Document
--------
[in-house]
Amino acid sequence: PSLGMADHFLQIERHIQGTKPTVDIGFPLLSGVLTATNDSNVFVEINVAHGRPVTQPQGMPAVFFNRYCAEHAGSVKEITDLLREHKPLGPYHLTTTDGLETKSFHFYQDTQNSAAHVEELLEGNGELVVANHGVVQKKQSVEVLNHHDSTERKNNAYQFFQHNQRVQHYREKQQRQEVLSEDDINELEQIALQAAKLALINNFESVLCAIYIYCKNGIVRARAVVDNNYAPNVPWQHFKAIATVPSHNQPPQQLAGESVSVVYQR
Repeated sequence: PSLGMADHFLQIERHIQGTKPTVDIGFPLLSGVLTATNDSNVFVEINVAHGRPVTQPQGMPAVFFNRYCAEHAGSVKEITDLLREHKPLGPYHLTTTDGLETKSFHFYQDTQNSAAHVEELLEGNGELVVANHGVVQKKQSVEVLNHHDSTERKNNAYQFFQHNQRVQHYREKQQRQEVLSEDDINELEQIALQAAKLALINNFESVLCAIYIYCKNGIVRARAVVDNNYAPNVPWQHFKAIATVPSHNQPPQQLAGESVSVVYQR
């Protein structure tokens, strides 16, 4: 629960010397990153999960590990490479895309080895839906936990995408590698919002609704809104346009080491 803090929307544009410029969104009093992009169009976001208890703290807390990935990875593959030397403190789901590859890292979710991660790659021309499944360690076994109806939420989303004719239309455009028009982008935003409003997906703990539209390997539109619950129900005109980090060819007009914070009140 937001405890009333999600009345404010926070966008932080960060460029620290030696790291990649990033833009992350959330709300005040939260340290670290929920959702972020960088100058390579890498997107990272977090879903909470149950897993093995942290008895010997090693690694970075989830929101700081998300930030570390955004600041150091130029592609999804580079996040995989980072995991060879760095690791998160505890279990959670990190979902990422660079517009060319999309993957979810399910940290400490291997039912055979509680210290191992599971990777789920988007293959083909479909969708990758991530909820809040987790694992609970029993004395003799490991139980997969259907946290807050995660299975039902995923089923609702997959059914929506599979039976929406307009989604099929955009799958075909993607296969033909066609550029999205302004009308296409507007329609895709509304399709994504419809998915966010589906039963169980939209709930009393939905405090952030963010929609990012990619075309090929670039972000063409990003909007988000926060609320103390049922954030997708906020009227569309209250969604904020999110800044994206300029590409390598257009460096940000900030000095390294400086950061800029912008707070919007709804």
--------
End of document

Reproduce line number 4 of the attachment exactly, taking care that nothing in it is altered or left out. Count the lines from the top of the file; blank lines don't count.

């Protein structure tokens, strides 16, 4: 629960010397990153999960590990490479895309080895839906936990995408590698919002609704809104346009080491 803090929307544009410029969104009093992009169009976001208890703290807390990935990875593959030397403190789901590859890292979710991660790659021309499944360690076994109806939420989303004719239309455009028009982008935003409003997906703990539209390997539109619950129900005109980090060819007009914070009140 937001405890009333999600009345404010926070966008932080960060460029620290030696790291990649990033833009992350959330709300005040939260340290670290929920959702972020960088100058390579890498997107990272977090879903909470149950897993093995942290008895010997090693690694970075989830929101700081998300930030570390955004600041150091130029592609999804580079996040995989980072995991060879760095690791998160505890279990959670990190979902990422660079517009060319999309993957979810399910940290400490291997039912055979509680210290191992599971990777789920988007293959083909479909969708990758991530909820809040987790694992609970029993004395003799490991139980997969259907946290807050995660299975039902995923089923609702997959059914929506599979039976929406307009989604099929955009799958075909993607296969033909066609550029999205302004009308296409507007329609895709509304399709994504419809998915966010589906039963169980939209709930009393939905405090952030963010929609990012990619075309090929670039972000063409990003909007988000926060609320103390049922954030997708906020009227569309209250969604904020999110800044994206300029590409390598257009460096940000900030000095390294400086950061800029912008707070919007709804």